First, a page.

Friday, August 22, 2008

Life Trials

Early in our marriage (technically, I suppose we're still early in our marriage) I remember my mother-in-law saying something to the effect of "All your friends are at this young stage of life where it is great and exciting...you haven't hit the hard parts yet where someone gets divorced, or their spouse cheats on them or a child dies or they die or get diagnosed with a terminal illness."  She wasn't being pessimistic, but speaking a difficult truth that is more often than not associated with this life.  

Many of you have probably heard about NieNie and her husband.  In summary, they were in a plane crash last Saturday and are in critical condition, burned badly from head to toe.  The flight instructor, Doug Kinnard, died in the crash.  NieNie and her husband have 4 small children and are rather young themselves--28 I believe?  They are in for months of rehabilitation and the estimated medical costs are already in the millions.  My heart is aching for their little family.  

Of course I don't actually know NieNie, but she's popular in the Mormon world of blogging and seems to be beloved by all who know her.  This situation takes me back to my other blog friend Molly who lost her not-yet 2 year old daughter in May to a terrible choking accident.  Both of these women and families seem to be experiencing the trial of their lives.  That defining turning point where you are stretched and stretched beyond what you thought possible.  Where the ache of pain becomes a constant companion and life as you know it will never be the same again.  This makes me wonder (hesitantly) what will be the trial of my life?  I don't think it happens for everyone in such a dramatic way.  I think most of us, if not all of us, will go through some pain and suffering, but I don't know that all of us will have a trial that could be considered 'the big one'.   For some it may just be enduring and dealing with the mundane and ordinary tasks of life.  Perhaps your life is just fine, but things haven't turned out quite like you hoped they would. I like this quote by Elder Maxwell (oh him again...)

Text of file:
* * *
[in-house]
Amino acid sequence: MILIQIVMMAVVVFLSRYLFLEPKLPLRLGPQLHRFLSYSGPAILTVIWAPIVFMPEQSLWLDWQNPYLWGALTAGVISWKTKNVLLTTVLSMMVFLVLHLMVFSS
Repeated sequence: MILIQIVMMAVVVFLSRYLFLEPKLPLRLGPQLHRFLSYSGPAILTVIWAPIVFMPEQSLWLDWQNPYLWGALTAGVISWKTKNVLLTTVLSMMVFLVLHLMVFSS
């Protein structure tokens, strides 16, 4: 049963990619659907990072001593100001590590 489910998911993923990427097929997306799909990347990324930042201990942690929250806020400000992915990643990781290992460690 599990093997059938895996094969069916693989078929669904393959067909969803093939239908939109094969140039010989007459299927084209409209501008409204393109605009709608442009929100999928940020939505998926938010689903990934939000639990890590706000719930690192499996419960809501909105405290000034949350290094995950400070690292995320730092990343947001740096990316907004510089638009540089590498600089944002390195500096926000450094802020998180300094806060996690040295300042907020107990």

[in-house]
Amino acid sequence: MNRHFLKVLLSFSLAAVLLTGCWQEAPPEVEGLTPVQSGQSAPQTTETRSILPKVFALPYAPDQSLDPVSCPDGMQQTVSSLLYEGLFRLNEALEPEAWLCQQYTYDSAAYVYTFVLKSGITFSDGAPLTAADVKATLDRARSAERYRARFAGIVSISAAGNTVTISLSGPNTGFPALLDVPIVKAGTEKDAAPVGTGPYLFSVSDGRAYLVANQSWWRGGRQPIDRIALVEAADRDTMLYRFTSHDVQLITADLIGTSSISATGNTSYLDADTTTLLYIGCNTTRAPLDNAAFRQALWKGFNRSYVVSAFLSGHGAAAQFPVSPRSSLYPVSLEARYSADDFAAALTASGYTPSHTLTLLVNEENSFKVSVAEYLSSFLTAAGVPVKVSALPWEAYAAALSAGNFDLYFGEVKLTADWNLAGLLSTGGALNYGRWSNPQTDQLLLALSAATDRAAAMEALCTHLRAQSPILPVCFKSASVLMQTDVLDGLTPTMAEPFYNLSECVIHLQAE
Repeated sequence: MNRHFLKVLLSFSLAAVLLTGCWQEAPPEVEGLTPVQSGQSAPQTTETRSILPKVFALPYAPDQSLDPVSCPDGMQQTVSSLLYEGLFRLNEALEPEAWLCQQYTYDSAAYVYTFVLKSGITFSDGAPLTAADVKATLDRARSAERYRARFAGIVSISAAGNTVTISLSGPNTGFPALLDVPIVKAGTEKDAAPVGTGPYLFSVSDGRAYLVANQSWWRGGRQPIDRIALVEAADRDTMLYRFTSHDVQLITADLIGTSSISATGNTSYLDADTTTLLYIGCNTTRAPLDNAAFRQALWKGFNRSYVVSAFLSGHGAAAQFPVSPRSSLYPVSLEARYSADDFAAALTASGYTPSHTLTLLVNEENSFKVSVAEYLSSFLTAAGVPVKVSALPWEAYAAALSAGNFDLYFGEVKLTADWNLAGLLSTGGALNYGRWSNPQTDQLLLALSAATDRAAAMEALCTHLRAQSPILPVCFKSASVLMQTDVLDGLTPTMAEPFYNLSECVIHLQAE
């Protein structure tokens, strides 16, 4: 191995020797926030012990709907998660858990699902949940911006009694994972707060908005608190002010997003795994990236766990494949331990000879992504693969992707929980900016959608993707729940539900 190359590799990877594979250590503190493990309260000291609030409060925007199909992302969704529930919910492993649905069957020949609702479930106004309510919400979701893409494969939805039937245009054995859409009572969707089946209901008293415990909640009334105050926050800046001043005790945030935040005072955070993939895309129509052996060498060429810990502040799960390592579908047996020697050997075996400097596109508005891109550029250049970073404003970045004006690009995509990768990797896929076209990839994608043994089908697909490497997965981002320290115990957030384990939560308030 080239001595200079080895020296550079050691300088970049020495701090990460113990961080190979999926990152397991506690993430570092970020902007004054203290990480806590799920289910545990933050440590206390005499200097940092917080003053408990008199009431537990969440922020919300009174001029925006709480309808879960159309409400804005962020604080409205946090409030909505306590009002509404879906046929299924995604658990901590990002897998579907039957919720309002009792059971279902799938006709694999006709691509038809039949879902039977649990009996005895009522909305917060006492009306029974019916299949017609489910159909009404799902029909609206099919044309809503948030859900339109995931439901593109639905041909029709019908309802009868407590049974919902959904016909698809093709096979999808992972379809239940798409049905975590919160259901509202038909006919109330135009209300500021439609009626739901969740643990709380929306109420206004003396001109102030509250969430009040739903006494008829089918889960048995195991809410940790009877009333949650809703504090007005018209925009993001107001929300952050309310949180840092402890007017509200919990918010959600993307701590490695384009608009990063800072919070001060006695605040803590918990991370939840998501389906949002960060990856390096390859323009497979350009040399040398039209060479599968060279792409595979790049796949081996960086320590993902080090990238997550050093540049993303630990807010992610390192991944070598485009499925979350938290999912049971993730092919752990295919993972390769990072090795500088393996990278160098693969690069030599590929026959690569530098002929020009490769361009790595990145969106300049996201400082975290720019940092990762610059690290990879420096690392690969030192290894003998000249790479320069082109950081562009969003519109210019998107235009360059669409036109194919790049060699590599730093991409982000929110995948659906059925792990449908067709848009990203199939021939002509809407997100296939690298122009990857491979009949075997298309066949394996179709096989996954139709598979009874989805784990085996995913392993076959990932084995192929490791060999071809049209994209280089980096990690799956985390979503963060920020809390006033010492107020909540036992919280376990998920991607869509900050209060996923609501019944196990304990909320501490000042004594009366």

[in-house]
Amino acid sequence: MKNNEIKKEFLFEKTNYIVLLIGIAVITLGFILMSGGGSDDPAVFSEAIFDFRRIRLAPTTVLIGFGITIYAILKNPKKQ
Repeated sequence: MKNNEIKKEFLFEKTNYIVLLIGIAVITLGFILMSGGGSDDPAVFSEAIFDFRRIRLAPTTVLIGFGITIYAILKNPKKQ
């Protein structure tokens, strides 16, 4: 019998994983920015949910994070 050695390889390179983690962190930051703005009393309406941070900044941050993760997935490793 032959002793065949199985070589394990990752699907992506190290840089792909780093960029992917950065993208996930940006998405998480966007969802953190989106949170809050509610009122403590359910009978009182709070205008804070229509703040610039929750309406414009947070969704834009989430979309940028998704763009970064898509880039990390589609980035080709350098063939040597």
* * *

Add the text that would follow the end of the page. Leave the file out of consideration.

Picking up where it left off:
Occasionally I see individuals who are meeting life's challenges reasonably well but who unfortunately fail to appreciate the general adequacy of their response. They let the seeming ordinariness of life dampen their spirits. Though actually coping and growing, some lack the quiet inner-soul satisfaction which can steady them. Instead they seem to experience a lingering sense that there is something more important they should be doing or that their chores are somehow not quite what was expected, as if what is quietly achieved in righteous individual living or in parenthood is not sufficiently spectacular.

Are you ever scared for the big one?  What about the ordinary and bland? 

Either way I hope you (continue to) pray for Nie Nie, Molly and anyone else you know currently caught up in the trial of their life.     

5 comments:

  1. I do frequently think about this as well. So far my life has been an absolute breeze. I can't complain about a thing, and that worries me! Thank you for posting such good quotes and for your testimony. You are wonderful!

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  2. Thank you for your post. It reminds me that life is too short to complain about things when really there is nothing to complain about. Then only thing close to a hard life trial was when my dad had a big accident and we almost lost him. That was the worst experience thus far, but with lots of prayer and faith he made it okay. He's not how he used to be, but he is still here and it's because the faith of others.
    Like you I just started reading Nie Nie's blog and have been touched by her. I know that faith and prayer will help her out a ton. Thanks so much for you post.
    PS: I randomly found your blog and I'm so happy that I did! I've been looking for it b/c a while back you gave me a link but I had lost it. Hopefully now we can keep in touch. Love ya

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  3. Every day I worry about the big one. I love my mundane little tasks! In fact thanks for reminding me that I do.
    This is one of the biggest areas in my life that I've come to understand what faith really is. Understanding it, trying to grow it...plain old having it is the only thing that brings me comfort in this area.

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  4. I've been thinking about this, too.

    I used to worry about "the big trial" really a LOT, but I don't anymore. I just decided I wasn't really living my life and enjoying it with that looming over me.
    Denial is way happier.
    ;)

    PS - how have you been!? I've been thinking about you. I LOVE your blog header.

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  5. Interesting responses. They create mixed emotions for me...but all we can really do is live our lives. We can't live someone else's. But we can take time to think of those "someone else's" lives and learn from them. Which is what you are doing. Which is what makes my tragedy more bearable...that there is learning and growing because of it. It is not mine alone. It is not in vain.

    Gratitude really is the highest form of intelligence, whether our lives have been "an absolute breeze" or our hearts have been knocked out of place.

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